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Data sharing and collaboration: the drivers of innovation

Our relationship with data has changed drastically over the past few years following global shifts in the way we work and interact with one another. These unprecedented changes have forced many businesses to shift their viewpoint on data from “protectionism to democratization.” But what is the next step for businesses to continue growing and, ideally, thriving?

Beyond treating data like the valuable commodity it is, sharing or collaborating with data, presents an even more lucrative opportunity for organizations.

For pioneering companies, data sharing is a Key Performance Indicator (KPI) that reflects their level of stakeholder engagement and measures how much value is delivered on an enterprise level. According to Gartner, those who “share data externally generate three times more measurable economic benefit than those who do not.”

This is due in large part to the fact that Data and Analytics leaders who promote data sharing “have more stakeholder engagement and influence than those who do not.”

What are data sharing and collaboration?

Data sharing, per Snowflake, is “the ability to distribute the same sets of data resources with multiple users or applications while maintaining data fidelity across all entities consuming the data.” Or, to put it simply, sharing data safely across your business ecosystem.

Data collaboration is another term that’s often used when people refer to data sharing. But it can have the added meaning of businesses working closely together with shared data to gain previously undiscovered insights. Ultimately, the goal is the same – to generate more value, unlock new insights, and boost levels of performance and innovation!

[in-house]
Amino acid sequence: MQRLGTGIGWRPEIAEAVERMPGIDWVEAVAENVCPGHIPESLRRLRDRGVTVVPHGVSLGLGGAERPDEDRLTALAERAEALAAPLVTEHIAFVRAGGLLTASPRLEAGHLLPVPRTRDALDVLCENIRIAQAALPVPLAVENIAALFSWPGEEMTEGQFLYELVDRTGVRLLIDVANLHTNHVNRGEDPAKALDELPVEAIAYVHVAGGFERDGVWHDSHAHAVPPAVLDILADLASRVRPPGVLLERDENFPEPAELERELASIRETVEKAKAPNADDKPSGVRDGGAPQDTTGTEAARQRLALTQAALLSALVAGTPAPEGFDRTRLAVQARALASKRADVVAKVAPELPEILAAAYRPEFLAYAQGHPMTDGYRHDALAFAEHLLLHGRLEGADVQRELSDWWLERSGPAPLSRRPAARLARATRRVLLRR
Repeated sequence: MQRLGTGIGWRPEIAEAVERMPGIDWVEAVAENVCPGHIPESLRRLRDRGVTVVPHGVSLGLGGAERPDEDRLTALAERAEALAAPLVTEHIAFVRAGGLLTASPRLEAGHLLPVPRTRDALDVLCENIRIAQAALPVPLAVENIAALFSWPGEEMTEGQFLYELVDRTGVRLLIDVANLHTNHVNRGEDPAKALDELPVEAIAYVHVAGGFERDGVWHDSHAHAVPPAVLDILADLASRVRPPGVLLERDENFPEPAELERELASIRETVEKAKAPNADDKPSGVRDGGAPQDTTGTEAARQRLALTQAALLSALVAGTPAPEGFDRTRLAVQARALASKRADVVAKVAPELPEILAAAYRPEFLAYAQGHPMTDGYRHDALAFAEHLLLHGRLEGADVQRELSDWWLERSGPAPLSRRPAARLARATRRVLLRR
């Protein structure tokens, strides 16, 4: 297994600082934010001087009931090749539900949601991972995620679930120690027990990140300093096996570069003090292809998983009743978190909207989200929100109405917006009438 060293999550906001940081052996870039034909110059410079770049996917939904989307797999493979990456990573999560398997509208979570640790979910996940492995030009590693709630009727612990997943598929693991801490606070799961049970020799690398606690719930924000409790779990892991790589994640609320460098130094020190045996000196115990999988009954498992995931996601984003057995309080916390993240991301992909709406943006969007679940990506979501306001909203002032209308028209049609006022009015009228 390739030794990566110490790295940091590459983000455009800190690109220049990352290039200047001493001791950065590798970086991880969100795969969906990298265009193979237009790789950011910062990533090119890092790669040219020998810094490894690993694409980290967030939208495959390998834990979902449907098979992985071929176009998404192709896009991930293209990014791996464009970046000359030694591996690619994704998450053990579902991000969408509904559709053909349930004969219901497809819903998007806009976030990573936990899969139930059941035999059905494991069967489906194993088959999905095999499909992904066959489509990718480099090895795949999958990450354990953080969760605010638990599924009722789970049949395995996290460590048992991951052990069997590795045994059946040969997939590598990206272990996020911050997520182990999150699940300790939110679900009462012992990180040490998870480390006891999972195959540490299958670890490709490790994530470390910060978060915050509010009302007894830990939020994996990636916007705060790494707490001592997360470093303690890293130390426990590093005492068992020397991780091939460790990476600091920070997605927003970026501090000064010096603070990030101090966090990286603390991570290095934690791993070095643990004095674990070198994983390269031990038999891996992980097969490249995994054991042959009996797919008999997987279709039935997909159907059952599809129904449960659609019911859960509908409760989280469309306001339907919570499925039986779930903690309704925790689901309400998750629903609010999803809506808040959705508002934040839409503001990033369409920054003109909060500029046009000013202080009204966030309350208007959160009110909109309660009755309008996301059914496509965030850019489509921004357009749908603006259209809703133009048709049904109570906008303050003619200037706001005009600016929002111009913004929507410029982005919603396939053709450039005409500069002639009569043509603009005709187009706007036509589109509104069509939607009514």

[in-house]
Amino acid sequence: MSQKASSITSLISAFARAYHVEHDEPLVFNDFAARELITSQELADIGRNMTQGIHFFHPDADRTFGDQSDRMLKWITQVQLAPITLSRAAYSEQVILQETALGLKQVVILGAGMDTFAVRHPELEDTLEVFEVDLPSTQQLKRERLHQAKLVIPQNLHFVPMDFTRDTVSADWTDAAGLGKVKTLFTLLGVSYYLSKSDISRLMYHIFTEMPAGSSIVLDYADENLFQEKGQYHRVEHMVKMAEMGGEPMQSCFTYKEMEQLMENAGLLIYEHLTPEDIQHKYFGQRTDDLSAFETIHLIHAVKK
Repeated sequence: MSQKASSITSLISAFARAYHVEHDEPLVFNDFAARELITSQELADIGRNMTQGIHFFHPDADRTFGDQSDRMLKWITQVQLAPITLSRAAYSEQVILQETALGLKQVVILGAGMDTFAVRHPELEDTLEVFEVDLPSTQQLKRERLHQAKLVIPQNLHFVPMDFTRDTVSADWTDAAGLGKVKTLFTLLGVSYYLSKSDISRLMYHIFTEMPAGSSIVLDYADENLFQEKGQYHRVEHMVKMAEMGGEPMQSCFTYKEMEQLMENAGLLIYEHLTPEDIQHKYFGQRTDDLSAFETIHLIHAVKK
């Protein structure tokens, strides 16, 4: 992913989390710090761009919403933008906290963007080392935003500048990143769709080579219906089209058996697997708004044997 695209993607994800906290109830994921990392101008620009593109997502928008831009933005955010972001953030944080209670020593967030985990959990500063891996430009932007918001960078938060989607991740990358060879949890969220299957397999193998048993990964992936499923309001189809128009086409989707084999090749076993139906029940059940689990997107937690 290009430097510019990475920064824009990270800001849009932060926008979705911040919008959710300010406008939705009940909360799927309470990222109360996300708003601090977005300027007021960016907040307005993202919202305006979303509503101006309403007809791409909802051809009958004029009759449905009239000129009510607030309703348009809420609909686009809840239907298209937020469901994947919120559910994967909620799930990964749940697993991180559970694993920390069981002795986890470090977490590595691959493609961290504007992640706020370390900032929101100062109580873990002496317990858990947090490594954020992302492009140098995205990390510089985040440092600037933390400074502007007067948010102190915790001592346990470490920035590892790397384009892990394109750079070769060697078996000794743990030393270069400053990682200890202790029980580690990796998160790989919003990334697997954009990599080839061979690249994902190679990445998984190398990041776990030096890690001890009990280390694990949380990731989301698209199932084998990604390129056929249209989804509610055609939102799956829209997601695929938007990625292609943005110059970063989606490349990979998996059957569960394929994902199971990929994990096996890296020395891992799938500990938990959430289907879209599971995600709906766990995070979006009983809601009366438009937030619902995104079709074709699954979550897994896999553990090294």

Data collaboration

According to Snowflake’s Data Sharing for Dummies, modern data sharing, predominantly in the cloud, includes a few core use cases. For example, eliminating data silos for a single source of truth or improving business efficiencies by sharing live data with partners to optimize costs and streamline operations.

But before companies start plotting out how to use data sharing to improve or expand their ecosystem, there are a few things to consider. For data sharing to be successful, Snowflake Summit keynote speakers share that three core elements should be in place to establish a solid foundation: trust, diversity, and efficiency.

  • Trust – all parties involved in data sharing must trust each other to share their sensitive data
  • Diversity – everyone views problems differently. So when you bring two or more people together, you get a more diverse view that often leads to innovative solutions
  • Efficiency – your collaboration must work smoothly and help you achieve your mutual goals, otherwise, you won’t gain any value

And once your foundation is in place, you’re able to collaborate more efficiently with your colleagues or external stakeholders. From there, the data-sharing relationships that you establish can be broken down into three workflows:

  • Across Lines of Business (LOBs) – sharing internally among other departments, units, or subsidiaries
  • Between external organizations – receiving and sharing data with an external business such as a business partner